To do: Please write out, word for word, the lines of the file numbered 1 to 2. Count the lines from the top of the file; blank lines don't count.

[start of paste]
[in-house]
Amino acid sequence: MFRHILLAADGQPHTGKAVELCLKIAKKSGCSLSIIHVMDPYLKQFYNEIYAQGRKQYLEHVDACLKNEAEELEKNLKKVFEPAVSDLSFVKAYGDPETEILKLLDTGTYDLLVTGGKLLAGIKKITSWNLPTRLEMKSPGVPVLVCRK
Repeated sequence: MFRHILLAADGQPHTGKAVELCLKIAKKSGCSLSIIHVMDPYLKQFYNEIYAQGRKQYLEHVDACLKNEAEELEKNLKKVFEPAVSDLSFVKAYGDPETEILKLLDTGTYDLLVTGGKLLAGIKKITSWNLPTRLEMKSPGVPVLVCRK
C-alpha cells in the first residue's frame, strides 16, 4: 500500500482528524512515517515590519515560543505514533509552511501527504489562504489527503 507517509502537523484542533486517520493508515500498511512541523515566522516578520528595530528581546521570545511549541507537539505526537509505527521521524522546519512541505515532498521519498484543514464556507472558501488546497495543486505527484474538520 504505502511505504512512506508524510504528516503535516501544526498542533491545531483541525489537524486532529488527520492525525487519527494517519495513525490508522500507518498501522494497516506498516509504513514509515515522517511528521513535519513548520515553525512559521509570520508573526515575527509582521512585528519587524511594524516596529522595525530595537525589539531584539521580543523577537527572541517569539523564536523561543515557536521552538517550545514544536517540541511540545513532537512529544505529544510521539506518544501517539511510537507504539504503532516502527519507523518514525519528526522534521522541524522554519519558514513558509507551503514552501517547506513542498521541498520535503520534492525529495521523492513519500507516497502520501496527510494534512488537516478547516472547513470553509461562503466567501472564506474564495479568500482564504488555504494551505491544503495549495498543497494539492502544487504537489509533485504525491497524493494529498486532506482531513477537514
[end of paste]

[in-house]
Amino acid sequence: MFRHILLAADGQPHTGKAVELCLKIAKKSGCSLSIIHVMDPYLKQFYNEIYAQGRKQYLEHVDACLKNEAEELEKNLKKVFEPAVSDLSFVKAYGDPETEILKLLDTGTYDLLVTGGKLLAGIKKITSWNLPTRLEMKSPGVPVLVCRK